Introduction to bounty MTTs 31 Aug

Progressive Knockout Tournament (PKO MTTs) are one of the most popular format of poker in the last few years among both recreational and professional players, as you get a special money prize (bounty) for knocking out a player.

In this strategy article we'll present few basic information about PKO MTTs, which will quickly picture why this format is so popular.

What are Progressive Bounty MTTs?

IN PKO MTTs half of the buy-in is reserved for bounty prize poll, from which half you can win right away and the other half goes into the head of the player who eliminated the other.

That’s the reason it offers more action, everybody playing much wider than usual, with winning money right away by eliminating players and bounties getting progressively bigger as we go deeper in the tournament.

One should play wider, but it’s important to not go too crazy and that’s what we’ll try to learn today.
More specifically, we will try to illustrate how much wider you should play, by calculating calling ranges facing a shove and compare that to a standard MTT where no bounties are in play.
When approaching these kinds of spots we transform the bounty that we can win into chips that are already in the pot like antes and blinds would be in a normal tournament.


Let’s say the starting stack is 10,000 chips and we are playing a standard proggresive bounty tournament where half of the buy in goes into the prize pool and the other half is allocated in bounties. In that case a starting bounty would be worth roughly 2500 chips - quarter of a starting stack since we take half of the bounty and half of the bounty goes into our bounty.

Until not long ago we would take a program like Pokerstrategies Equilab enter our opponents shoving range and find a range with enough equity that can call the shove with the extra odds that the chips we translated from the bounty gives us. These days though it’s much easier with programs like ICMizer that do all the hard work for you.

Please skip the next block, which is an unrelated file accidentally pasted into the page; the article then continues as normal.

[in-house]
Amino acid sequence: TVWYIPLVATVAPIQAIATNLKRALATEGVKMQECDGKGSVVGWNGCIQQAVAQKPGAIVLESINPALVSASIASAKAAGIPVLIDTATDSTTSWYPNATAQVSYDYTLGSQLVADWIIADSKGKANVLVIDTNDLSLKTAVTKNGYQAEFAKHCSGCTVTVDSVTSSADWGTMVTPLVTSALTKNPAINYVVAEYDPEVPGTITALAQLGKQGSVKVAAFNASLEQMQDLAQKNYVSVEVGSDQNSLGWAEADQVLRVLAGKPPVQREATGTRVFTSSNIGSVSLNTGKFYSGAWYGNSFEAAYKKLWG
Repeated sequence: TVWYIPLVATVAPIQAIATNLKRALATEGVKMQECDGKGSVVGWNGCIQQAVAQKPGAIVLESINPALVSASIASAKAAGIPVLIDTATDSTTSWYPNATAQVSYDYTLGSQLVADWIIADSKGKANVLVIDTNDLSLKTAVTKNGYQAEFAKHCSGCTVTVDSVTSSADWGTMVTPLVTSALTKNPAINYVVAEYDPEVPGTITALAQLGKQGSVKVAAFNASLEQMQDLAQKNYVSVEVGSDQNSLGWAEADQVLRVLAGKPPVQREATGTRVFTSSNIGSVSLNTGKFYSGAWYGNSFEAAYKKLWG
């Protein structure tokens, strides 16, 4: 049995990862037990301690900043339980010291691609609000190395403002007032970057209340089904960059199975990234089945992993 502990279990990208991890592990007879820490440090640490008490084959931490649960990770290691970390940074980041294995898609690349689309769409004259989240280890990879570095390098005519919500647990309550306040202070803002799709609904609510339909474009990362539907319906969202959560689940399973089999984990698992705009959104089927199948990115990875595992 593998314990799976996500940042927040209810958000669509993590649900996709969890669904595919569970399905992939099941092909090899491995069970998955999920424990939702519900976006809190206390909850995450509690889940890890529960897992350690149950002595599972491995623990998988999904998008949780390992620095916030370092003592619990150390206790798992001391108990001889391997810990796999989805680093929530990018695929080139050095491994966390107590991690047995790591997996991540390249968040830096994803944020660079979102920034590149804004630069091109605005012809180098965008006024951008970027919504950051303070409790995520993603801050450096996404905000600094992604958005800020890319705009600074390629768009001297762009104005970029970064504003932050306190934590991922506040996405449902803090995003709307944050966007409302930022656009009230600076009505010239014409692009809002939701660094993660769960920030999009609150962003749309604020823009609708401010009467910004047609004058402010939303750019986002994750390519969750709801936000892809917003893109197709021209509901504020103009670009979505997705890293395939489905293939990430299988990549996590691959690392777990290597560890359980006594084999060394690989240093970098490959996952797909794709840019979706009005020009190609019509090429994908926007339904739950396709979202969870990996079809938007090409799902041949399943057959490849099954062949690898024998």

Let’s take a look at the difference in both the shoving and calling range between an MTT with and without a bounty.


As we can see in a normal tournament without ICM the BTN shoves 42.9% of his hands and the BB calls with 34.63% of his hands. This is a good starting point if you ever find yourself in a situation where you have a 10bb stack or are facing a 10bb shove at the start of the tournament.
Now let’s see how the ranges change when we introduce bounties to the equation.


We have to start with the calling range which obviously widens from the 34.63% all the way up to 63% since we have more incentive to call because of the possibility of winning the bounty. In turn we have to be shoving tighter - from 43% to 34% because we have less fold equity.

The hands we start folding are mostly suited connectors and gapers which tells us that ICMizer prefers to shove with hands that have high card value and are more often ahead of the wide BB calling range. 
An interesting question that we could ask ourselves is how big does the bounty have to get where we can start calling any two cards in the big blind in the same situation.

Let’s start with a situation where the all in player already eliminated one player and his bounty increased by 50%


We can see that our calling range widens quite a bit, it goes all the way up to 84% even though we are risking half of our stack but the bounty is just to entacing to pass this kind of spot up.
If we increase the bounty to 2x however we can see that we can in fact start calling all of our hands from the BB and still show a profit. On the other hand even though our fold equity decreases when our bounty gets bigger we start shoving more hands from the BTN - from 34% to 39% since now the BBs calling range is so wide that we show a bigger profit with some of our hands and they become profitable shove not because of the fold equity but because we get value from the calling range.